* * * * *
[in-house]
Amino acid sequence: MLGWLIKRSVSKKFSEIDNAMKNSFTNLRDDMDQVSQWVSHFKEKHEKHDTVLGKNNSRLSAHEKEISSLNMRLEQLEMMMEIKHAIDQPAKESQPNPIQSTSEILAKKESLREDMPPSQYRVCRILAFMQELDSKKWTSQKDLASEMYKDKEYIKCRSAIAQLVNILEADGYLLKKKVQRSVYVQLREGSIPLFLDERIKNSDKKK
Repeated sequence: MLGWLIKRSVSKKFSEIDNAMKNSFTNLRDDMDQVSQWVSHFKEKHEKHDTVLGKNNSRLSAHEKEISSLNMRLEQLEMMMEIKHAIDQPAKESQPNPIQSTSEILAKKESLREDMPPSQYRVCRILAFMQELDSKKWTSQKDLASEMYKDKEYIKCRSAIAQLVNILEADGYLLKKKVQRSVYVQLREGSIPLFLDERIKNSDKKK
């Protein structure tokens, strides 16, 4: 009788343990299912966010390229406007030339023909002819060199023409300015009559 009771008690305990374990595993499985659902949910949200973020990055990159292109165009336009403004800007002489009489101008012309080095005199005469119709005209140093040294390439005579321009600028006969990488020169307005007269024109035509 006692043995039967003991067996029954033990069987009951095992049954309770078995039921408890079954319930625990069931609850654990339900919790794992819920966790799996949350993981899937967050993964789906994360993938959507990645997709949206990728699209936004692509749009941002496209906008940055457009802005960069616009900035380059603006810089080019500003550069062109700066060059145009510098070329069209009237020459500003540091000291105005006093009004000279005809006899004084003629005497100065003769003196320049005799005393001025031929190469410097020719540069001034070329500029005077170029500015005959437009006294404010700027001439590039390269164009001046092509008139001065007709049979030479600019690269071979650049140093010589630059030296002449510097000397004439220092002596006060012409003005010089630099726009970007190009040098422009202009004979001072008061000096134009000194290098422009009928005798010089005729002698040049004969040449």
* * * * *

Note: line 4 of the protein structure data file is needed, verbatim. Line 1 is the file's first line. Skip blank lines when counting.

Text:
């Protein structure tokens, strides 16, 4: 009788343990299912966010390229406007030339023909002819060199023409300015009559 009771008690305990374990595993499985659902949910949200973020990055990159292109165009336009403004800007002489009489101008012309080095005199005469119709005209140093040294390439005579321009600028006969990488020169307005007269024109035509 006692043995039967003991067996029954033990069987009951095992049954309770078995039921408890079954319930625990069931609850654990339900919790794992819920966790799996949350993981899937967050993964789906994360993938959507990645997709949206990728699209936004692509749009941002496209906008940055457009802005960069616009900035380059603006810089080019500003550069062109700066060059145009510098070329069209009237020459500003540091000291105005006093009004000279005809006899004084003629005497100065003769003196320049005799005393001025031929190469410097020719540069001034070329500029005077170029500015005959437009006294404010700027001439590039390269164009001046092509008139001065007709049979030479600019690269071979650049140093010589630059030296002449510097000397004439220092002596006060012409003005010089630099726009970007190009040098422009202009004979001072008061000096134009000194290098422009009928005798010089005729002698040049004969040449």